Explaining the growing income gap in terms of percentages is easy. But things get murkier when it comes to defining who makes up that top .1% of earners who pull in a whopping 10% of the country's personal income. Or they did. Writing for the Washington Post, Peter Whoriskey reports on a "landmark analysis" of the tax returns filed by that top .1%—and it didn't find a group chockfull of movie stars and Wall Street financiers, as you might expect. Executives and other managers make up the lion's share of these earners: Of these roughly 140,000 Americans who make upwards of $1.7 million a year, 41% are execs and managers at non-financial companies; another 18% are managers at financial firms.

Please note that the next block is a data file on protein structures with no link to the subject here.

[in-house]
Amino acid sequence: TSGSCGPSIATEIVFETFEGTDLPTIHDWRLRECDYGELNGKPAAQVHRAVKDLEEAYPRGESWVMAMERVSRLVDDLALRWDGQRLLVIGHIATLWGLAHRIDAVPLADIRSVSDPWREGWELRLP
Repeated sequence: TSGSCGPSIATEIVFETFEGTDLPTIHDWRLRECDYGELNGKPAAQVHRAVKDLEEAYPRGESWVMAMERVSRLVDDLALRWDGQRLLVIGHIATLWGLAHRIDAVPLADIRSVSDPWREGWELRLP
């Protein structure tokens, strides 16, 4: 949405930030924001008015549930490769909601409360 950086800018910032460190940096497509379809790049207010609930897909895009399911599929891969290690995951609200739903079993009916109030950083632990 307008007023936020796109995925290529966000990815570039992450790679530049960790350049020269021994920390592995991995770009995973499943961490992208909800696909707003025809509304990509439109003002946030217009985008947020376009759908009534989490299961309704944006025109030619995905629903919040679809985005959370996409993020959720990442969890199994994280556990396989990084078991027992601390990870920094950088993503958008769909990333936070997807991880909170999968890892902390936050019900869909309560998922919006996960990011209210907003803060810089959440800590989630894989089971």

This "indicates that the rise in pay for company executives is a critical feature in the widening income gap," writes Whoriskey, and he shares a fascinating example to back up this research. He compares the situation of the CEO of Dean Foods in the 1970s, Kenneth Douglas, to the current CEO, Gregg Engles. Douglas made the equivalent of $1 million a year in today's dollars, belonged to a country club, and lived in a 4-bedroom home. Fast forward four decades, and Engles makes about $10 million a year, owns a six-bedroom home (plus 64 acres in Vail), and belongs to four country clubs. And yet the hourly wage for Dean Foods workers dropped 9% in real terms during that time. Whoriskey goes on to look at what could be behind the rise: arguments that CEOs are worth more because today's companies are more complex; changes in the way execs are paid; America's acceptance of a greed-is-good view. Click to read the entire in-depth piece.